Several media outlets have reported that Egypt's National Security has arrested leading members of the outlawed Muslim Brotherhood group, but the interior ministry has not yet issued any official statement on the subject.
Mahmoud Ghozlan, former leading member of the Brotherhood's guidance office, Abdel Rahman El-Bar, the Islamist group’s mufti, and two others were arrested inside an apartment in 6 October city late on Sunday night, a security source told the Ahram Arabic News website early on Tuesday.
Reuters' Aswat Masriya however reported on Tuesday morning that both Ghozlan and El-Bar had been arrested a day earlier, on Monday night, and had been referred to the National Security’s prosecution, also according to a security source.
Both Ghozlan and El-Bar were about to flee to Sudan, according to the security source quoted by Aswat Masriya.
Ghozlan is wanted in several cases, while a Qalioubiya criminal court sentenced El-Bar to death in absentia in 2014.
Both have been on the run since the ouster of Brotherhood president Mohamed Morsi in July 2013, and it was previously widely believed that both men were either in Qatar or Turkey.
Late on Monday, police general Abu Bakr Abdel Karim from the interior ministry, told the MBC Misr TV channel that he had no information regarding the two prominent figures' arrest, after the news that they had been taken into custody began to spread online. When security forces had sufficient information about the arrest of both El-Bar and Ghozlan, there would be an official announcement regarding the matter, he said.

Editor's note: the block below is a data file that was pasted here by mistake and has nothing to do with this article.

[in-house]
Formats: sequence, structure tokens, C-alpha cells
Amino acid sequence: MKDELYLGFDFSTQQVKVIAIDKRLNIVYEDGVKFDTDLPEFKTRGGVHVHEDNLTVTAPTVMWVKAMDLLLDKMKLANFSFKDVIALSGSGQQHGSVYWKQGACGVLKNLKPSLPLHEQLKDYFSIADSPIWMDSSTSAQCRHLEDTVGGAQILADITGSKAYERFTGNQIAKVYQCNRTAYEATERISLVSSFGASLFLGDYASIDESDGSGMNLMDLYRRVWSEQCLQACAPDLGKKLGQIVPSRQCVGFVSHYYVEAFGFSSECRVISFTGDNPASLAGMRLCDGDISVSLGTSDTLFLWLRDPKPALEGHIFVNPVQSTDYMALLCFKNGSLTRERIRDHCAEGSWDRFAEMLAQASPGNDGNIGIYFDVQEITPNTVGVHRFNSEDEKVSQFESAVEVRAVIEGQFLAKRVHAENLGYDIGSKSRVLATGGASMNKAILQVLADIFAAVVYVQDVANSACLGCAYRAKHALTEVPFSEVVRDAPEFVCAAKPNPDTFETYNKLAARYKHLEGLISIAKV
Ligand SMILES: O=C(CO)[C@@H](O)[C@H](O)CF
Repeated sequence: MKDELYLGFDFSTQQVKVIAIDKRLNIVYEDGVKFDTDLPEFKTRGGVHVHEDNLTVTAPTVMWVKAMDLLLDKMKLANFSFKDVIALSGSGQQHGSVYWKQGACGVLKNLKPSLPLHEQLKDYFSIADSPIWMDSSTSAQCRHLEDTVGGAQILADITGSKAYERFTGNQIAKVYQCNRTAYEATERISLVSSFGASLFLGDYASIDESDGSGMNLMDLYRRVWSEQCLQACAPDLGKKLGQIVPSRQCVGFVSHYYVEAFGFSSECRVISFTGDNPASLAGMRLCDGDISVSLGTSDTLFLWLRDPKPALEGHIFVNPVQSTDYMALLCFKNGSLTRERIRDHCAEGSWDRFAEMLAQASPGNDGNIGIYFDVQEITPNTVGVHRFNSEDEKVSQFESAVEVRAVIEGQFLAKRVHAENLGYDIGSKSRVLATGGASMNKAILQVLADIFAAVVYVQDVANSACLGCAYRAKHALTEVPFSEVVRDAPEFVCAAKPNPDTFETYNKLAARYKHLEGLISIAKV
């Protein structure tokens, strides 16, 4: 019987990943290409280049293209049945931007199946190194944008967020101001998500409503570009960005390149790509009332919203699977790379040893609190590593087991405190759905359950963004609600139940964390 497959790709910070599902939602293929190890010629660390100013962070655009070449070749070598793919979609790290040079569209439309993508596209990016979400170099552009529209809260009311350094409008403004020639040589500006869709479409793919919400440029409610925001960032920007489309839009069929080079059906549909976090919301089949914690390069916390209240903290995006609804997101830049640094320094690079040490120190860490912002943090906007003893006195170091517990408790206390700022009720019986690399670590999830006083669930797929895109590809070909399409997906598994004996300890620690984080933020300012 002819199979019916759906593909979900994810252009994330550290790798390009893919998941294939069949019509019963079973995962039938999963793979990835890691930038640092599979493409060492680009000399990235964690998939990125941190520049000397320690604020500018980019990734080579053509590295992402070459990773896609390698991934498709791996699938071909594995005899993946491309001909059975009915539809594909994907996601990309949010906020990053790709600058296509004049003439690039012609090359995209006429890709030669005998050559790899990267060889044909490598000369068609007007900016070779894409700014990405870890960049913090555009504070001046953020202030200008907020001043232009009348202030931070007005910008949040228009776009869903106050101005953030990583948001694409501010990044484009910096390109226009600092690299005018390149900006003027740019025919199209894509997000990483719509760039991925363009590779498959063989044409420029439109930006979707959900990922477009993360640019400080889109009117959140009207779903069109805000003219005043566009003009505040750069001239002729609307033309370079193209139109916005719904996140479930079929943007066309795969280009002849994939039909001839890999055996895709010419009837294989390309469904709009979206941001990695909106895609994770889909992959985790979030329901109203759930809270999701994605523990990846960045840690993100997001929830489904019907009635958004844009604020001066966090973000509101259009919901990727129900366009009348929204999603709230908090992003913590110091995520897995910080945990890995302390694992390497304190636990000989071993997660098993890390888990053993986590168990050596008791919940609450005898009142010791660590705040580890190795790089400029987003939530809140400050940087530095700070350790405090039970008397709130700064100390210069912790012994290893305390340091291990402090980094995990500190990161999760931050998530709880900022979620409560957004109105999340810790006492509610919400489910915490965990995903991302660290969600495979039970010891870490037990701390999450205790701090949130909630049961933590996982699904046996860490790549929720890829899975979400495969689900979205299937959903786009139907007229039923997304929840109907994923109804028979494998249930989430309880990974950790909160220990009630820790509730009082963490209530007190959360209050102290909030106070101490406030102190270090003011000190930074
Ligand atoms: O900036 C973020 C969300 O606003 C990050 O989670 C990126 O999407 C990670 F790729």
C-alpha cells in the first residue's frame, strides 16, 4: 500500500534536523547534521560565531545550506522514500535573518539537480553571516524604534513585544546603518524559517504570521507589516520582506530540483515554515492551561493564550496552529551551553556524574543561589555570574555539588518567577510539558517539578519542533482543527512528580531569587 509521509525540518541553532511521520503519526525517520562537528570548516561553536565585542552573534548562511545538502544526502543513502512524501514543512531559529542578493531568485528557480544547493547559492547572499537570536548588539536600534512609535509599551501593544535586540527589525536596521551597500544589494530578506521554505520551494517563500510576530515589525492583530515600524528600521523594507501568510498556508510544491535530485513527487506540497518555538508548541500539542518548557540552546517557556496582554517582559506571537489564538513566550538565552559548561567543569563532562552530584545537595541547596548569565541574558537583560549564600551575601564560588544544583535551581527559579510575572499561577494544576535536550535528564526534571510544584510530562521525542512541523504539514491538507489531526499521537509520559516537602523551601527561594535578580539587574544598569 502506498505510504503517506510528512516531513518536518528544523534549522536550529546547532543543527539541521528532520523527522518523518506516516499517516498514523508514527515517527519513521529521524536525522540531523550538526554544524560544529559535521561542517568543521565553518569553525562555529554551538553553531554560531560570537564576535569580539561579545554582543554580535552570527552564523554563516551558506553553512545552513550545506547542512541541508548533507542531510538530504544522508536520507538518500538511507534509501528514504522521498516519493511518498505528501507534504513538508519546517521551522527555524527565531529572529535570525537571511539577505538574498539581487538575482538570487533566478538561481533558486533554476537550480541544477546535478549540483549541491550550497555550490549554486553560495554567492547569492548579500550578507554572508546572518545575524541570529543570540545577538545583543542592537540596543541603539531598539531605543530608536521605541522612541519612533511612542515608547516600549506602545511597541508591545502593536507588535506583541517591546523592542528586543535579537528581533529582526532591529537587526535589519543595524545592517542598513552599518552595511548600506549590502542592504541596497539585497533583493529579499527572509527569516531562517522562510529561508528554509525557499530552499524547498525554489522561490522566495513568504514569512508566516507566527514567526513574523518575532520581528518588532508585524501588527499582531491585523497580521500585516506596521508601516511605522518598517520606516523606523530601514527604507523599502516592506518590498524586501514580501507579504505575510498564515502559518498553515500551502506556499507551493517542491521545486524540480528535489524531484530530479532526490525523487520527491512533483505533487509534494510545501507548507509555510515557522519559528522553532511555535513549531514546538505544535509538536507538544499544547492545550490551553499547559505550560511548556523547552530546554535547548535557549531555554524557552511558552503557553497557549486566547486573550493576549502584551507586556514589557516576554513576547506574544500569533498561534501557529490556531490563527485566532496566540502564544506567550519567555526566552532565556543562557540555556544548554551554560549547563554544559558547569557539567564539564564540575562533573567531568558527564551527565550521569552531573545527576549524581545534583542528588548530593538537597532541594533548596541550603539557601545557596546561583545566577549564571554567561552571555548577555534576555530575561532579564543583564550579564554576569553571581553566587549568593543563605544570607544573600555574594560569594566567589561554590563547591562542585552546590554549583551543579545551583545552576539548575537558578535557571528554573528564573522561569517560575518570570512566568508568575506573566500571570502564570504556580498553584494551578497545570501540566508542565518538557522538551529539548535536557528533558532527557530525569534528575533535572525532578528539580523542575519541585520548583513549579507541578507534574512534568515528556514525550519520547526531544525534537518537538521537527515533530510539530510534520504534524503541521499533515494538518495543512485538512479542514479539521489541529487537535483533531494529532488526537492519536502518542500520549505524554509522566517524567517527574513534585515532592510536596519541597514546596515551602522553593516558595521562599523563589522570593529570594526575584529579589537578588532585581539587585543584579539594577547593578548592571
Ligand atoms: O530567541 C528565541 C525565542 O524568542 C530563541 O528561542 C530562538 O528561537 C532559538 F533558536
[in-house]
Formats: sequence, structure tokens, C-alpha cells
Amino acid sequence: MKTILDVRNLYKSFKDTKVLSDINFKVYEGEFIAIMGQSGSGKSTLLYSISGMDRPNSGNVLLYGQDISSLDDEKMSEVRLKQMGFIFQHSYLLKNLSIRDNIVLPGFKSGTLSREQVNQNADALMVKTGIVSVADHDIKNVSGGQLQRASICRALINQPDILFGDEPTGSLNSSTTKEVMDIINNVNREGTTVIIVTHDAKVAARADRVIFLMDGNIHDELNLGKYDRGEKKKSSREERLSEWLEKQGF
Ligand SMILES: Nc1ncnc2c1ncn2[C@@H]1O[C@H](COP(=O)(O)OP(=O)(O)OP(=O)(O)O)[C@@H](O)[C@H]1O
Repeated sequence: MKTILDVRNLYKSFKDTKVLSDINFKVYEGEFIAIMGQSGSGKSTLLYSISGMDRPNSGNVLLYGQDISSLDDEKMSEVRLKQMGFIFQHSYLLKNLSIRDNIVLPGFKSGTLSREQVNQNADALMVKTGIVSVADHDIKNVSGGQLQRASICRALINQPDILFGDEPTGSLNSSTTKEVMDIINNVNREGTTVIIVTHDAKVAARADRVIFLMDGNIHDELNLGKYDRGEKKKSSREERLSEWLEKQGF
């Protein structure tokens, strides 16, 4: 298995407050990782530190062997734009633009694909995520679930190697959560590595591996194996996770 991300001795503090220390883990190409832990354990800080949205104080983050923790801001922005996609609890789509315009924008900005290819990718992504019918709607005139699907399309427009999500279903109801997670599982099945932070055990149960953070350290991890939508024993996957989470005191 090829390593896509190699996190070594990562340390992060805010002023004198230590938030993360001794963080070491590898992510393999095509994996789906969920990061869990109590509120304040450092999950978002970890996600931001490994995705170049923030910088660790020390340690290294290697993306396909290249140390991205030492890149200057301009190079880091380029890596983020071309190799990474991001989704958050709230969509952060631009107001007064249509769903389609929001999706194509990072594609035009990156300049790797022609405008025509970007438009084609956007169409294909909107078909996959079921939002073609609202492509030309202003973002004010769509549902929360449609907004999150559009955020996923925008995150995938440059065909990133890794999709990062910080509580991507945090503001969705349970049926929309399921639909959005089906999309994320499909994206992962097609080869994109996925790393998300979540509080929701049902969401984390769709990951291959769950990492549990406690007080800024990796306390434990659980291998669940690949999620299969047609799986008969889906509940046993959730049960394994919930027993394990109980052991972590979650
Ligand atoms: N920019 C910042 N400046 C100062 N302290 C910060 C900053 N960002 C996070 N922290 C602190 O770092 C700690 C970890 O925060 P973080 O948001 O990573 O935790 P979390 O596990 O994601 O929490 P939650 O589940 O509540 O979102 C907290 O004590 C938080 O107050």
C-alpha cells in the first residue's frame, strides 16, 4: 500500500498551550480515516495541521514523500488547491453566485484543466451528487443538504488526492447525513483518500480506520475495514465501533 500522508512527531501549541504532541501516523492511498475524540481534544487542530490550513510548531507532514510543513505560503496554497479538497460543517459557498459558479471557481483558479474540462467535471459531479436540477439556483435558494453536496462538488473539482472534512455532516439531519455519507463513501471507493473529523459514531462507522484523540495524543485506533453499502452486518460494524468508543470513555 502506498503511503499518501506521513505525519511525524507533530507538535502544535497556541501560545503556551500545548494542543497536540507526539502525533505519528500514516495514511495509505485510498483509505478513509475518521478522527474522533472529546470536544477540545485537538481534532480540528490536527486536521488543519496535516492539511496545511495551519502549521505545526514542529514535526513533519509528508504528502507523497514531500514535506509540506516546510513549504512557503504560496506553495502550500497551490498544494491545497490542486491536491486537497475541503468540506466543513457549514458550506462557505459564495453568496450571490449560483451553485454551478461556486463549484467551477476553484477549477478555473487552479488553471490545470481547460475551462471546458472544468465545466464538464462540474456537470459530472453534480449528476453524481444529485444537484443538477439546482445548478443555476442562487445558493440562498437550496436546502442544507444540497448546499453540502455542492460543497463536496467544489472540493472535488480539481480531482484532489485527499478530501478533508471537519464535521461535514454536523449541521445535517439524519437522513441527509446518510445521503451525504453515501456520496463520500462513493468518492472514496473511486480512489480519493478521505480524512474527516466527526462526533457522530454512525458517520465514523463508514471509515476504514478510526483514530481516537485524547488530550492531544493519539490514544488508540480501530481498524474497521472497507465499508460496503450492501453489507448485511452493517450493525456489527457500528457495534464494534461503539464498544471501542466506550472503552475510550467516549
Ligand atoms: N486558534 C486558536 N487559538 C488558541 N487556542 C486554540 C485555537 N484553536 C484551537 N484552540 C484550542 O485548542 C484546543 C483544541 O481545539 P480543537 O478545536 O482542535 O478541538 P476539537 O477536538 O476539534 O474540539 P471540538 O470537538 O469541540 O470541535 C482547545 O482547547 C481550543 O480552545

Abdullah Haddad, from the Brotherhood media office in London, however confirmed the news on Tuesday morning, writing on his official Twitter account that both Ghozlan and El-Bar had been arrested in Egypt.
News of the arrest comes just hours after a statement read on Egyptian state TV on Monday evening, said to be issued by Egypt’s security apparatuses, claimed that they had foiled Muslim Brotherhood plans to "form a terrorist cell to gather intelligence about different security apparatuses" in Egypt to send it to the "international Muslim Brotherhood organisation and foreign parties".
Ghozlan returned to the spotlight last week, after two years of complete absence from public life, when he released a statement calling on Brotherhood members to remain peaceful in their struggle to restore "legitimacy in Egypt".
The Brotherhood accuse Egypt's current government of having conducted a military coup to depose a democratically-elected president.
The statement sparked debate, after several Brotherhood supporters online slammed the call as part of an outdated, failed Brotherhood policy to seek a "democratic solution”.
Last week, over 120 pro-Muslim Brotherhood scholars signed a statement calling for “retribution” against what they see as an illegitimate Egyptian government.
The Egyptian government designated the Muslim Brotherhood a "terrorist organisation" in November 2013.